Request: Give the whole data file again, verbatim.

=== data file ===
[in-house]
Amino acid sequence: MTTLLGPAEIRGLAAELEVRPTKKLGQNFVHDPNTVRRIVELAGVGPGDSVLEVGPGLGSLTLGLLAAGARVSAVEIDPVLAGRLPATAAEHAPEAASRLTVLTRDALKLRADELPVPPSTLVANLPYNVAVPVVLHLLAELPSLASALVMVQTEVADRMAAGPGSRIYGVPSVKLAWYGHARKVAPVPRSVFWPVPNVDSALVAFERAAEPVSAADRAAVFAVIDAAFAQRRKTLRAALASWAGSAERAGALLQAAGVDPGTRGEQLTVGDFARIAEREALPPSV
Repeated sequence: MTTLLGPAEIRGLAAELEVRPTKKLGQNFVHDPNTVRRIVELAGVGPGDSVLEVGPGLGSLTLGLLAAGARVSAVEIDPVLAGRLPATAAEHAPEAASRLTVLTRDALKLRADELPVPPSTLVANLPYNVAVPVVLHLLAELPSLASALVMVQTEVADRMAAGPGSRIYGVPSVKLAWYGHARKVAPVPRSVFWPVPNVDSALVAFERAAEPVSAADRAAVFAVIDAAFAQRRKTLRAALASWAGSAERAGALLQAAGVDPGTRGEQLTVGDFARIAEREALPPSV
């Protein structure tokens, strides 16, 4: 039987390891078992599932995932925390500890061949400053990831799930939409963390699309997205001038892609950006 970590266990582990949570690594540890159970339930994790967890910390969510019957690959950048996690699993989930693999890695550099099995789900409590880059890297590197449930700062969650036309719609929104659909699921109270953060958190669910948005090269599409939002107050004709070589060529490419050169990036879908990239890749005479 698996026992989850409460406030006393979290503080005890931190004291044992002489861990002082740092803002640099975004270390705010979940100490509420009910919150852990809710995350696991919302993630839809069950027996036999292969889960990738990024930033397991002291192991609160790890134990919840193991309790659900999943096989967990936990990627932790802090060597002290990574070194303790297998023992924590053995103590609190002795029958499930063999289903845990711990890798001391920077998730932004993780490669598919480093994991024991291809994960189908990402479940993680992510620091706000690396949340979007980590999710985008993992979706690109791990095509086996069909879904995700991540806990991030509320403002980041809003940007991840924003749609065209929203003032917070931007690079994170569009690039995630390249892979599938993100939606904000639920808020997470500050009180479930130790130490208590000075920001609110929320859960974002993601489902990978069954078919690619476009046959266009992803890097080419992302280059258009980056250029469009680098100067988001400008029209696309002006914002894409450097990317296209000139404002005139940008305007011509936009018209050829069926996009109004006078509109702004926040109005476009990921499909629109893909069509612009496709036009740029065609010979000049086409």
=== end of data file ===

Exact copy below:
[in-house]
Amino acid sequence: MTTLLGPAEIRGLAAELEVRPTKKLGQNFVHDPNTVRRIVELAGVGPGDSVLEVGPGLGSLTLGLLAAGARVSAVEIDPVLAGRLPATAAEHAPEAASRLTVLTRDALKLRADELPVPPSTLVANLPYNVAVPVVLHLLAELPSLASALVMVQTEVADRMAAGPGSRIYGVPSVKLAWYGHARKVAPVPRSVFWPVPNVDSALVAFERAAEPVSAADRAAVFAVIDAAFAQRRKTLRAALASWAGSAERAGALLQAAGVDPGTRGEQLTVGDFARIAEREALPPSV
Repeated sequence: MTTLLGPAEIRGLAAELEVRPTKKLGQNFVHDPNTVRRIVELAGVGPGDSVLEVGPGLGSLTLGLLAAGARVSAVEIDPVLAGRLPATAAEHAPEAASRLTVLTRDALKLRADELPVPPSTLVANLPYNVAVPVVLHLLAELPSLASALVMVQTEVADRMAAGPGSRIYGVPSVKLAWYGHARKVAPVPRSVFWPVPNVDSALVAFERAAEPVSAADRAAVFAVIDAAFAQRRKTLRAALASWAGSAERAGALLQAAGVDPGTRGEQLTVGDFARIAEREALPPSV
């Protein structure tokens, strides 16, 4: 039987390891078992599932995932925390500890061949400053990831799930939409963390699309997205001038892609950006 970590266990582990949570690594540890159970339930994790967890910390969510019957690959950048996690699993989930693999890695550099099995789900409590880059890297590197449930700062969650036309719609929104659909699921109270953060958190669910948005090269599409939002107050004709070589060529490419050169990036879908990239890749005479 698996026992989850409460406030006393979290503080005890931190004291044992002489861990002082740092803002640099975004270390705010979940100490509420009910919150852990809710995350696991919302993630839809069950027996036999292969889960990738990024930033397991002291192991609160790890134990919840193991309790659900999943096989967990936990990627932790802090060597002290990574070194303790297998023992924590053995103590609190002795029958499930063999289903845990711990890798001391920077998730932004993780490669598919480093994991024991291809994960189908990402479940993680992510620091706000690396949340979007980590999710985008993992979706690109791990095509086996069909879904995700991540806990991030509320403002980041809003940007991840924003749609065209929203003032917070931007690079994170569009690039995630390249892979599938993100939606904000639920808020997470500050009180479930130790130490208590000075920001609110929320859960974002993601489902990978069954078919690619476009046959266009992803890097080419992302280059258009980056250029469009680098100067988001400008029209696309002006914002894409450097990317296209000139404002005139940008305007011509936009018209050829069926996009109004006078509109702004926040109005476009990921499909629109893909069509612009496709036009740029065609010979000049086409």